THE IMPORTANCE OF BEING EARNEST Review: Alastair Whatley’s revival is an amusing, satisfyingly and sensibly silly take on Oscar Wilde’s airy comedy

The cast of THE IMPORTANCE OF BEING EARNEST

The cast of THE IMPORTANCE OF BEING EARNEST. Photo Credit: The Other Richard

Alastair Whatley’s revival of THE IMPORTANCE BEING EARNEST is wonderfully witty and deliciously decadent

Oscar Wilde’s THE IMPORTANCE BEING EARNEST makes a welcome return to Manchester society this week as a new revival by The Original Theatre Company heads to Manchester’s Opera House for a week-long run.

Written by Wilde in 1894, THE IMPORTANCE BEING EARNEST tells the story of two bachelors, Jack and Algernon who create alter egos named Ernest to escape their tiresome lives. In an attempt to win the hearts of two women who, conveniently, claim to only love men called Ernest, the pair struggle to keep up with their own lies, eventually becoming tangled in a tale of deception, disguise and misadventure.

Cheerfully charming, wonderfully witty and deliciously decadent, Alastair Whatley’s revival of THE IMPORTANCE BEING EARNEST is both elegant and earnest. Set at a buoyant pace, this delightful revival brings out the wit, sarcasm and silliness of Wilde’s farcical comedy. Add in Gabriella Slade’s beautiful Art Deco style set and elaborate costume design and this production is an all-round perfectly pleasant affair.

Much of the strength of THE IMPORTANCE BEING EARNEST lies in the cast and the way in which they deliver the essence of Wilde’s play. Thomas Howes steals the show as Algernon, playing the extravagant and carefree socialite with eccentric flamboyancy as he drapes himself over every piece of furniture. His fine double act with Peter Sandys-Clarke as the suitably uptight Jack is a delight to watch and their sibling-style rivalry on stage feels both comfortable and genuine.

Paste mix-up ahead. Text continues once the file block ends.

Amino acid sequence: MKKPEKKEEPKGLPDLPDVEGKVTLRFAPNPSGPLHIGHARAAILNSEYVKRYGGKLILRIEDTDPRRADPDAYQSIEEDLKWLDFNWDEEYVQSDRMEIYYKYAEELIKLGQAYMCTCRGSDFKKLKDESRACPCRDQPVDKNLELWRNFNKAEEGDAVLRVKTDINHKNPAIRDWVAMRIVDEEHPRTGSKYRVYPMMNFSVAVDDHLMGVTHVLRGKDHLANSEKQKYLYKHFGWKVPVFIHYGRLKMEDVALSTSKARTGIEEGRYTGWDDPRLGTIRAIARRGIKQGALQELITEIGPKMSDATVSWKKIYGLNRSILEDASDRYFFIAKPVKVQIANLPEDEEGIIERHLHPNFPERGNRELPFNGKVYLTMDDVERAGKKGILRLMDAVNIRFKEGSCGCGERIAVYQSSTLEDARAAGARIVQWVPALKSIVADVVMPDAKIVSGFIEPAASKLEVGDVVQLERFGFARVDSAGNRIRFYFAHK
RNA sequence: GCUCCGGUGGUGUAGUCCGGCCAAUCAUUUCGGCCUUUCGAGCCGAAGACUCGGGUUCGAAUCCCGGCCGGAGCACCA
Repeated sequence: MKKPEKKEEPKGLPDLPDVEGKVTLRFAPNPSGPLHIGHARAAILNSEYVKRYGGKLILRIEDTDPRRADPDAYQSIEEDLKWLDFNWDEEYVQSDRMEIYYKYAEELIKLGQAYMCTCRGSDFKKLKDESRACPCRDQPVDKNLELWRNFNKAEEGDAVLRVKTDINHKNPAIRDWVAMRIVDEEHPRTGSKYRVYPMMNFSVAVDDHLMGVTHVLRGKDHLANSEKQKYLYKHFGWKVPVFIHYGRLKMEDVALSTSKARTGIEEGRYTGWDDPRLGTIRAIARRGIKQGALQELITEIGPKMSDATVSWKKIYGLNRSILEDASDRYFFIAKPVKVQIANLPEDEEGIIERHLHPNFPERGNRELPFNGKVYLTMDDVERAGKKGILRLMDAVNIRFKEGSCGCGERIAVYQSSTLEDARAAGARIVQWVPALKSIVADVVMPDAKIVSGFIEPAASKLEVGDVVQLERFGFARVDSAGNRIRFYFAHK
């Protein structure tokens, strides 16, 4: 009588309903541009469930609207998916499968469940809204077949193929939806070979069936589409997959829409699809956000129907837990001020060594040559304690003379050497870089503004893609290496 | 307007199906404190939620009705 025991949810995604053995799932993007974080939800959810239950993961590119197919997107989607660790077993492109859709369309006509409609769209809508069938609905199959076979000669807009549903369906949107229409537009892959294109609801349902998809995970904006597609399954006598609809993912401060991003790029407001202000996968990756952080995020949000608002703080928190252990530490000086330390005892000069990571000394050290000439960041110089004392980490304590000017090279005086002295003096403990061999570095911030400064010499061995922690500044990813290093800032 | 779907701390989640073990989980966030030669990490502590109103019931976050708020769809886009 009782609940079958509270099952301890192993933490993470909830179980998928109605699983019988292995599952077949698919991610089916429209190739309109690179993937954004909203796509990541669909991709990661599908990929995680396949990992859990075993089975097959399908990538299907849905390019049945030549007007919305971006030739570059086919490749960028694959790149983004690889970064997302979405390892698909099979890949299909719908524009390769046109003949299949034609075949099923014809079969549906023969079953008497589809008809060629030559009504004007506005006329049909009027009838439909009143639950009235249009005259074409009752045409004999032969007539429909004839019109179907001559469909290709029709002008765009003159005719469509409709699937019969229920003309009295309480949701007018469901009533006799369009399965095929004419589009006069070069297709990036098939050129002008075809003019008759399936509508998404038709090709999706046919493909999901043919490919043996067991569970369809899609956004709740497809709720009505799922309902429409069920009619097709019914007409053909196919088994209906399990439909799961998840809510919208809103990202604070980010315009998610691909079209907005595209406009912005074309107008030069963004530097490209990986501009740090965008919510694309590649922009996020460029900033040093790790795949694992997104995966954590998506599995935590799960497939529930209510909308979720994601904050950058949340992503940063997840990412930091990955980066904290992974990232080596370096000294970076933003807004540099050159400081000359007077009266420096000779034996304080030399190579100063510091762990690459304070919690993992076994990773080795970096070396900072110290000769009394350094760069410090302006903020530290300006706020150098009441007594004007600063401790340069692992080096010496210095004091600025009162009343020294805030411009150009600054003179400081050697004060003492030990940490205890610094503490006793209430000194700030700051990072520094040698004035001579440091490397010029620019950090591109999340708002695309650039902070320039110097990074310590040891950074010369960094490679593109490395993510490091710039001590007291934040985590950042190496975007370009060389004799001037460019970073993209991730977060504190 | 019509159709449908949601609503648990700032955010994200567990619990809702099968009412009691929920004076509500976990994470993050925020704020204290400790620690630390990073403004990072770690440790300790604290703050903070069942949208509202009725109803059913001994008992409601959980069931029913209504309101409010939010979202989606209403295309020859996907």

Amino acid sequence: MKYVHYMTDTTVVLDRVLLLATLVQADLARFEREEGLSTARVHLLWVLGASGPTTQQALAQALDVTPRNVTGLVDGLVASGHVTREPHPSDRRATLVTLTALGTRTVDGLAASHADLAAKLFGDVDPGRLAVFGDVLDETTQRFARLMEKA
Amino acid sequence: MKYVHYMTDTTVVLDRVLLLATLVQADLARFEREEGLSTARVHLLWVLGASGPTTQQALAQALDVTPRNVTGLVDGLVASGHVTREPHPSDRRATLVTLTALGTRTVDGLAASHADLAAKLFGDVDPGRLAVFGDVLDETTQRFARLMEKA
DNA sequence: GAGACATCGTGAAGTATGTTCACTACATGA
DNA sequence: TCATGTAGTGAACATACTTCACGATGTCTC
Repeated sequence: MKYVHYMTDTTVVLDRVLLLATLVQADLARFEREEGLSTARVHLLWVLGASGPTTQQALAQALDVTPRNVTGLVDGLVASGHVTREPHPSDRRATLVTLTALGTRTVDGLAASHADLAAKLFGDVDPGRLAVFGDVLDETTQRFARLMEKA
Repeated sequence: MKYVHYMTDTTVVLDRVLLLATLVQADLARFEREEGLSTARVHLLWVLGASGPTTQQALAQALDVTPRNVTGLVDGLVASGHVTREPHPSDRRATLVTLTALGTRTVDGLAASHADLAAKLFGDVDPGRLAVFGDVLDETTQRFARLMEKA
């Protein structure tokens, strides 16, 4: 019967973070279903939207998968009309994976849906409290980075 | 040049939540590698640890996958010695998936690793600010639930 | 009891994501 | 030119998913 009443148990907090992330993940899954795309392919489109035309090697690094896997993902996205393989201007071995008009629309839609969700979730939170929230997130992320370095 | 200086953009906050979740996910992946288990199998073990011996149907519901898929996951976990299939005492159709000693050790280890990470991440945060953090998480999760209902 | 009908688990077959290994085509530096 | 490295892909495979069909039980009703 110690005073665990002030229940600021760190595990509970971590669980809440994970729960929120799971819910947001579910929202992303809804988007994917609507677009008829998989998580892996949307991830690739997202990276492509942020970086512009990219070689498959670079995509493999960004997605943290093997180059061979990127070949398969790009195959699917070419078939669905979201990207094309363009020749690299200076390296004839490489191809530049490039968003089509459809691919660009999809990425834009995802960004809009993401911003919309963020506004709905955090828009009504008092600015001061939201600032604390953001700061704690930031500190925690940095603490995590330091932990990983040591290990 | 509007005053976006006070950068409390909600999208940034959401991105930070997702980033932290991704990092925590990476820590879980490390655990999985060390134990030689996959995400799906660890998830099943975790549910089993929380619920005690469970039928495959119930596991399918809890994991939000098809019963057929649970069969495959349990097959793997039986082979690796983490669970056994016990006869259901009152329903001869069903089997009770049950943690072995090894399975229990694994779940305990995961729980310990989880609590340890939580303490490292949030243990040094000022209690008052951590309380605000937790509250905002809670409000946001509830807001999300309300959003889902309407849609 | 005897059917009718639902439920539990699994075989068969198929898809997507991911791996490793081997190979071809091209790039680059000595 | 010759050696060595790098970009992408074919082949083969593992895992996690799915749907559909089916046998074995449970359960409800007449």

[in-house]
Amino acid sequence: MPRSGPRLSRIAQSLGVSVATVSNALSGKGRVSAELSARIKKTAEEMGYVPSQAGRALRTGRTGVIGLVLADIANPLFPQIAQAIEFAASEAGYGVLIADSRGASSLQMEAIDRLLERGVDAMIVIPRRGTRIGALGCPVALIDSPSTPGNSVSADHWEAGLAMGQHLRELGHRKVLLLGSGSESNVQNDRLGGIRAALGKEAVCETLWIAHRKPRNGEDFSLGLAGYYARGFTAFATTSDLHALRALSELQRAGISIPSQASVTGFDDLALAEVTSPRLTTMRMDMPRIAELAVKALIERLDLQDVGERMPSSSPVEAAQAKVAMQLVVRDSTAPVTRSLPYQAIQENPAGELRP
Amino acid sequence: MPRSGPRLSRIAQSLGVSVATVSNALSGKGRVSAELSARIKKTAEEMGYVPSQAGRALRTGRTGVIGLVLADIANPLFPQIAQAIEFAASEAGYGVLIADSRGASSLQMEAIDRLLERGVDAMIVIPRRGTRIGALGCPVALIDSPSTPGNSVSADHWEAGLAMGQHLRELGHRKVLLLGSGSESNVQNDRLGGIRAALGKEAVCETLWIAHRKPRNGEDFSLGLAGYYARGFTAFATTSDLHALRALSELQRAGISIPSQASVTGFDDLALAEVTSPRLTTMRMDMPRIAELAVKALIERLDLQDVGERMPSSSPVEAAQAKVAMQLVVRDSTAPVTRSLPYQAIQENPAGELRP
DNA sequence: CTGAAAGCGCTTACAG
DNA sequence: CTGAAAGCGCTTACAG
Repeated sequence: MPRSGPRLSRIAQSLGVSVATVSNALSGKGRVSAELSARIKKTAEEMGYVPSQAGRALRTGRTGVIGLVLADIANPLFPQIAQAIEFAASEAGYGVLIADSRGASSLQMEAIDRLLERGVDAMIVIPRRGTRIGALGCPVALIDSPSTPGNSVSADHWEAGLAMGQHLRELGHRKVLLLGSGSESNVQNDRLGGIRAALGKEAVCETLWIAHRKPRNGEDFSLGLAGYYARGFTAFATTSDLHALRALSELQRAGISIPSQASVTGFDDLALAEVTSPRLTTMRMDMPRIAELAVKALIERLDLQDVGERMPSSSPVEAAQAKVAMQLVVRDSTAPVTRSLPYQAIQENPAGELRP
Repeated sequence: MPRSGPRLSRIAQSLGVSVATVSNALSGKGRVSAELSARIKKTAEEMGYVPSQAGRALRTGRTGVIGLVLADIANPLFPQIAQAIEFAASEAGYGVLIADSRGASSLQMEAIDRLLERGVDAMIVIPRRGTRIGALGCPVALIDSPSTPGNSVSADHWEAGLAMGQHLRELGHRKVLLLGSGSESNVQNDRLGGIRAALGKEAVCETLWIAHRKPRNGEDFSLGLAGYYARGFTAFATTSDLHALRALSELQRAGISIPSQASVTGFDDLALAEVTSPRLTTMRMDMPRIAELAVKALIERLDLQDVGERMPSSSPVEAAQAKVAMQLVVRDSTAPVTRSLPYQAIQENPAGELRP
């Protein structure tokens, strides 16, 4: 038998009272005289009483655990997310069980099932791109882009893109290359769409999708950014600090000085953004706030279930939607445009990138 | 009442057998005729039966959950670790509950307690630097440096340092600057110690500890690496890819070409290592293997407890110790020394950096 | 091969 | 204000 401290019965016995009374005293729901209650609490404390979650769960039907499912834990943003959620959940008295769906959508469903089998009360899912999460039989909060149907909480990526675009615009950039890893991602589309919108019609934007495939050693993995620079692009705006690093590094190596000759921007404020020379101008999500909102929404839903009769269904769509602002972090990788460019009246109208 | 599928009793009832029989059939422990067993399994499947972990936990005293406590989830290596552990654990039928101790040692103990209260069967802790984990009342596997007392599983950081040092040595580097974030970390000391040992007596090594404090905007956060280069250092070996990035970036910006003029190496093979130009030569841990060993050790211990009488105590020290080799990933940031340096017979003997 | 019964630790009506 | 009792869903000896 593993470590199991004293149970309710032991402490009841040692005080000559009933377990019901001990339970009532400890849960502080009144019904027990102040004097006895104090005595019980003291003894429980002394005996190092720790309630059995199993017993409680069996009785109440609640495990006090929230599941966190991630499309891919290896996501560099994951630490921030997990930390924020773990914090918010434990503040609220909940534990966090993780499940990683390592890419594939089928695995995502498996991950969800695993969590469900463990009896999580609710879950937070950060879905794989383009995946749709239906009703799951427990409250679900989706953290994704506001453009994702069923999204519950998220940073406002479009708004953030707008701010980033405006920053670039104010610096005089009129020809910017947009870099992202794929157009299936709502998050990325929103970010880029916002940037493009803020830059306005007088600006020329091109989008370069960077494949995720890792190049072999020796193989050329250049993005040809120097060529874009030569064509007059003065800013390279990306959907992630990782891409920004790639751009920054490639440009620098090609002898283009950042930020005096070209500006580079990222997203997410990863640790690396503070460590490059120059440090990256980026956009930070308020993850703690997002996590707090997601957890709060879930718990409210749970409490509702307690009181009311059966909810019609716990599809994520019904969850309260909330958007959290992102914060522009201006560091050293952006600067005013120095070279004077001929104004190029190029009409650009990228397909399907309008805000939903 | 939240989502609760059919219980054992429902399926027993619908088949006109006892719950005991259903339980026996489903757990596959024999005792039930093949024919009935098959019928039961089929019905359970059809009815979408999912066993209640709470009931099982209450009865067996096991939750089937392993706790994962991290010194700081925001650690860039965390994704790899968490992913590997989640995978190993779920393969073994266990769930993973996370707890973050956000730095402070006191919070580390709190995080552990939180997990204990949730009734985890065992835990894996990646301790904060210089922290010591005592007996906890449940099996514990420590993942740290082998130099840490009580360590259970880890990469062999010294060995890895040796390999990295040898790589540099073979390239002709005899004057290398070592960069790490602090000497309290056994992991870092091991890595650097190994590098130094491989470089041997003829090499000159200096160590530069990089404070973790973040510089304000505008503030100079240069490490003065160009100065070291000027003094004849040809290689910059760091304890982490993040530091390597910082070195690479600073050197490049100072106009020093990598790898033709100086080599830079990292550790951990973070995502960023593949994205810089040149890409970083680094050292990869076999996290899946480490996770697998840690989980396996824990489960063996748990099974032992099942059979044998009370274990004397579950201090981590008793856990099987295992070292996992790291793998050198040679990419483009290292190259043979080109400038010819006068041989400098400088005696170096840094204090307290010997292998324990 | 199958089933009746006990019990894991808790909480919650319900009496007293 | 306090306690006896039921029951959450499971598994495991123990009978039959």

Gwen Taylor and Louise Coulthard in THE IMPORTANCE OF BEING EARNEST.

Gwen Taylor and Louise Coulthard in THE IMPORTANCE OF BEING EARNEST. Photo Credit: The Other Richard

In terms of the ladies, Louise Coulthard is strong as the precocious Cecily while West End star Kerry Ellis glitters with fashionable wit as Gwendoline. Interestingly, Gwen Taylor delivers a surprisingly understated performance as Lady Bracknell, choosing not to ham up the part but rather give the character a warmer, more playful edge which offers an unexpected dimension to Wilde’s most preposterous character.

In this particular production, Whatley maintains a loyal connection with Wilde’s original telling of the story and as such, the script is a little dialogue-heavy at times. This revival also doesn’t really take any risks with the text so there isn’t anything new to present to the audience.

Nevertheless, this is an amusing, satisfyingly and sensibly silly take on Oscar Wilde’s airy comedy which is full of fun, laughter and frivolity.

(4 / 5)

THE IMPORTANCE BEING EARNEST at Manchester’s Opera House runs until 17 March 2018. Ticket prices start from £19.65. 

About Donna

Donna is the Editor of Frankly, My Dear UK. By day, she is a digital marketing whizz, by night she reviews film, theatre and music for a wide range of publications including WhatsonStage, The Public Reviews and ScreenRelish. Loves Shakespeare, prosecco and Formula 1